10 top tips to maximise your Sailing Holiday in Scotland

March 10, 2015 at 11:05 am
10 top tips to maximise your Sailing Holiday in Scotland

When choosing a sailing holiday in Scotland, the next consideration should be to maximise the enjoyment and minimise any of the issues that anyone would potentially experience holidaying on a yacht.  The SAS quote on their survival manuals “Any fool can be uncomfortable” and often when sailing with our guests on Lord Jim in Scotland or The Canary Islands, I am keen to help them identify any potential discomforting factors that are wholly avoidable.

Prior to guests joining us for a luxury sailing holiday, I make them aware of the three component factors of a good sailing holiday, namely wind, water and motion.  We are blessed on a sailing yacht that we can use all of these component factors to maximise our enjoyment and take us places, courtesy of Mother Nature.  However, for every advantage there is potentially a disadvantage.  The wind is our friend as it propels the boat, but it also propels the sea, follows pressure systems and of course brings with it in many cases a weather pattern of rain.

The biggest issue with wind (from a guest’s viewpoint) is not its strength, but its chill factor.  When standing on the bridge of Lord Jim, having come outside on deck from a warm cosy, comfortable saloon, the first thing you notice is mother wind and at times her chill like grip.  Having the appropriate warm weather gear (even in sunnier climes) can make the difference between comfort and misery.

Water is the giver of life, but definitely not salt water, unless you are a yacht heading somewhere nice using every ounce of your energy and majesty to get to those far flung places in the Scottish Islands or The Canary Islands that guests desire.  Salt water is that most corrosive of substances that support many tonnes of luxury yacht and yet, at every point, is keen to eat away and destroy even the toughest of materials.  The sea is stirred into a frenzy at times by its close ally, the wind and when the seas stir and the wind blows, spray can cut through the unprepared or complacent on board.  Yet, with a little consideration and prior planning you can stand on the bridge and enjoy the majesty of these two dancing partners and amaze at how they can drive your yacht effortlessly within their midst.  The key is to ensure that all your wind and waterproof gear is adorned and secure prior to leaving the comfort of the wheelhouse.  This will possibly only require a small amount of adjustment when on deck, minimising any discomfort or water ingress, thereby allowing you be part of this powerful spectacle.

As you would expect as the wind blow and the sea dances, your yacht will resist to a point and will find her safe and comfortable way through the often opposing forces, maximising the opportunity and with the experience of a good skipper, making good way.  Very much likened to a Judo expert, she rolls with the punches, never wasting an ounce of energy, to fight the elements, merely weaving and dancing in a spell binding way which is exhilarating to say the least.  To those who are unaccustomed to the angle of the boat and her natural movement, the inner ear can complain, causing a form of motion sickness.  This motion sickness to most can (and will) pass quickly by being outside on deck, warm and comfortable, however should this persist, then the best course of action is to go back down below and lay down immediately, finding that the nausea usually quickly passes.  As part of our safety briefing aboard Lord Jim we check carefully for those who have either have never sailed or have suffered from motion sickness in the past, issuing them with magic wristbands which place pressure on the wrist pulse and effortlessly remove the symptoms. This band method works in 70% of cases and for those who still have signs of motion sickness, we can, after consultation, administer a seasickness tablet which in most cases does the trick.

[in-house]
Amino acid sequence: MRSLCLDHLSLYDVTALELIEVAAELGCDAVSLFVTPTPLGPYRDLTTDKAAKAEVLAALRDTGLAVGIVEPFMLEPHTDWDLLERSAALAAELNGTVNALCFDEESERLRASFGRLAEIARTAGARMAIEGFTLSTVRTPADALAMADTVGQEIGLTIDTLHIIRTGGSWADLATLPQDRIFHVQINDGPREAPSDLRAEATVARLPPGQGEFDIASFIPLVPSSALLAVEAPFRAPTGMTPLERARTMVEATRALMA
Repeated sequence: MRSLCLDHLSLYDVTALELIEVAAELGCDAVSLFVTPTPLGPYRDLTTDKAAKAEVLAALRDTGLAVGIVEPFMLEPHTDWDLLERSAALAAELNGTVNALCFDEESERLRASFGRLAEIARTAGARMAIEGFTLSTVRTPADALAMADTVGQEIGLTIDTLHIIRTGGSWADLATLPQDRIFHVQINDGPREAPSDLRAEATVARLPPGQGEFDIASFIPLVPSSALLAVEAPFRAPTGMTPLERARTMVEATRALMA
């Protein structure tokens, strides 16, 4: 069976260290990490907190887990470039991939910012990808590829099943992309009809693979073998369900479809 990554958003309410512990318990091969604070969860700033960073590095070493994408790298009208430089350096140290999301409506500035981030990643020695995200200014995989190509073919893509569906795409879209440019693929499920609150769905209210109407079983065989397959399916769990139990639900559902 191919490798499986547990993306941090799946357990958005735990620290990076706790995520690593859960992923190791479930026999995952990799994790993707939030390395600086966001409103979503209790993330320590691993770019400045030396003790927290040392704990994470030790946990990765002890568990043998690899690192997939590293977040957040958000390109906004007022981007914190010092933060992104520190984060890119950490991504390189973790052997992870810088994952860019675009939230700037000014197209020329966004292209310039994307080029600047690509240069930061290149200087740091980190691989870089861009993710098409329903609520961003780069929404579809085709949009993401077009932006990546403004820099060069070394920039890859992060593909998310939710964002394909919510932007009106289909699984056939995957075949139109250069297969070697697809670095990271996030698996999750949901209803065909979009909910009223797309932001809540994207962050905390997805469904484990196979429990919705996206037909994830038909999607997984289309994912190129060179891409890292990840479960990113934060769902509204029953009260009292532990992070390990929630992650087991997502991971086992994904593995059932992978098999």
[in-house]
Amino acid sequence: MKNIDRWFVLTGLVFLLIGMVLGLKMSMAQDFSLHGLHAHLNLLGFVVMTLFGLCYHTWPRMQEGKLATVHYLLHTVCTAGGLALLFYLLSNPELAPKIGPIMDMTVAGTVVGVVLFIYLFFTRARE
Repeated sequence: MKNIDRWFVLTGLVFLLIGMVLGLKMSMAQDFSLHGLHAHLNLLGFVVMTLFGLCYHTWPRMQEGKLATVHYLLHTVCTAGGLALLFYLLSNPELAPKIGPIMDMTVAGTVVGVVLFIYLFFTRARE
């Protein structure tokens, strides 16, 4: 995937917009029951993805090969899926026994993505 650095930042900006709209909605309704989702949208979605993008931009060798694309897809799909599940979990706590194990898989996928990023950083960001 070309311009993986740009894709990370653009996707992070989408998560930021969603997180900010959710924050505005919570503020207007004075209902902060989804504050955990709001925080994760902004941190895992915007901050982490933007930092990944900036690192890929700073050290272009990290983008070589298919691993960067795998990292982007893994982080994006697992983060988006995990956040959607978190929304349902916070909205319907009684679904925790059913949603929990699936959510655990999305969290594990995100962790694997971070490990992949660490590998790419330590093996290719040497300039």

My 10 tips to maximise the pleasure of your sailing holiday in Scotland are:

  1. Prior discussion with your Captain ahead of your trip to discuss your sailing experience and/or potential motion sickness.
  2. Equipping yourself with the correct waterproof and windproof clothing.
  3. Kitting up prior to coming up on deck.
  4. Drinking plenty of water from day one.
  5. Moving to a deck position from the comfort of the cabins as soon as you feel nauseous and focus on the horizon.
  6. Discuss you feelings and fears openly with the Captain and crew as fear can exacerbate motion sickness.
  7. Make sure you have plenty of thin layers (layering) to keep body warmth.
  8. Should you become wet, do not prolong your stay on deck.
  9. In the event of feeling sick, seek medication from the Captain and retire to your bunk.
  10. Warm and dry feet are the perfect antidote to inclement weather.

Although my 10 tips for comfort and safety have looked at the downside of the wind and weather (which can happen in Scottish waters as well as tropical waters) it must be said that the weather should not be treated as the demon, as it is the power and the mechanism which inspires all others elements to conspire to make your yacht do what it does best, which is sail safely and efficiently in whatever direction you choose.  2014 was a brilliant season in Scotland for weather, with only a handful of days requiring input from my 10 points above and I expect (with the changing weather patterns) that 2015 will be even better.

I look forward to sailing with you.  Yours aye.  Michael”

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